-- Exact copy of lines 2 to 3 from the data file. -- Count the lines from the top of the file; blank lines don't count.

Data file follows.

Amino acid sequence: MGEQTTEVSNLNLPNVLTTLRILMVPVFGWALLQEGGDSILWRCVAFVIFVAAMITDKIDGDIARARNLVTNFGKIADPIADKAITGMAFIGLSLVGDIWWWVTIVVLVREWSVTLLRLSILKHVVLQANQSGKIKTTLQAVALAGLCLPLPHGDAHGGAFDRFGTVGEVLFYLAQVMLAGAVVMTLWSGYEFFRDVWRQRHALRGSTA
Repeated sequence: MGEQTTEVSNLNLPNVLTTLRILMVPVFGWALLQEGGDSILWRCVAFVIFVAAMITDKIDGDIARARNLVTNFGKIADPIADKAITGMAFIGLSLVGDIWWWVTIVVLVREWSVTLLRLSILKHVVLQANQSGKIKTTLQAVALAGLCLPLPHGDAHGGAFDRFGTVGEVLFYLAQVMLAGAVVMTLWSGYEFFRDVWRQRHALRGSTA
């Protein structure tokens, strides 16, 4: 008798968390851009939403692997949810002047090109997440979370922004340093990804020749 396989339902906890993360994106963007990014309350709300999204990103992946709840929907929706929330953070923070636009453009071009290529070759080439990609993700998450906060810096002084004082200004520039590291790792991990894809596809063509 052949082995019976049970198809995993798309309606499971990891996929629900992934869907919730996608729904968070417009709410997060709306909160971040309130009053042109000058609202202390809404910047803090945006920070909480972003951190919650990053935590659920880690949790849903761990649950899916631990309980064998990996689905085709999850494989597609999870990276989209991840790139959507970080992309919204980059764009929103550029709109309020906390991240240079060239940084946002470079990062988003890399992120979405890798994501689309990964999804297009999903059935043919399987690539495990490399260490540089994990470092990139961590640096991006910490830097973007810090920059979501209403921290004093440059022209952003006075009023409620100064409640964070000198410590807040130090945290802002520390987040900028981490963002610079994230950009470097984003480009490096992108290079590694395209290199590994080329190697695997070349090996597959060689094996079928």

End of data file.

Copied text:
Repeated sequence: MGEQTTEVSNLNLPNVLTTLRILMVPVFGWALLQEGGDSILWRCVAFVIFVAAMITDKIDGDIARARNLVTNFGKIADPIADKAITGMAFIGLSLVGDIWWWVTIVVLVREWSVTLLRLSILKHVVLQANQSGKIKTTLQAVALAGLCLPLPHGDAHGGAFDRFGTVGEVLFYLAQVMLAGAVVMTLWSGYEFFRDVWRQRHALRGSTA
């Protein structure tokens, strides 16, 4: 008798968390851009939403692997949810002047090109997440979370922004340093990804020749 396989339902906890993360994106963007990014309350709300999204990103992946709840929907929706929330953070923070636009453009071009290529070759080439990609993700998450906060810096002084004082200004520039590291790792991990894809596809063509 052949082995019976049970198809995993798309309606499971990891996929629900992934869907919730996608729904968070417009709410997060709306909160971040309130009053042109000058609202202390809404910047803090945006920070909480972003951190919650990053935590659920880690949790849903761990649950899916631990309980064998990996689905085709999850494989597609999870990276989209991840790139959507970080992309919204980059764009929103550029709109309020906390991240240079060239940084946002470079990062988003890399992120979405890798994501689309990964999804297009999903059935043919399987690539495990490399260490540089994990470092990139961590640096991006910490830097973007810090920059979501209403921290004093440059022209952003006075009023409620100064409640964070000198410590807040130090945290802002520390987040900028981490963002610079994230950009470097984003480009490096992108290079590694395209290199590994080329190697695997070349090996597959060689094996079928």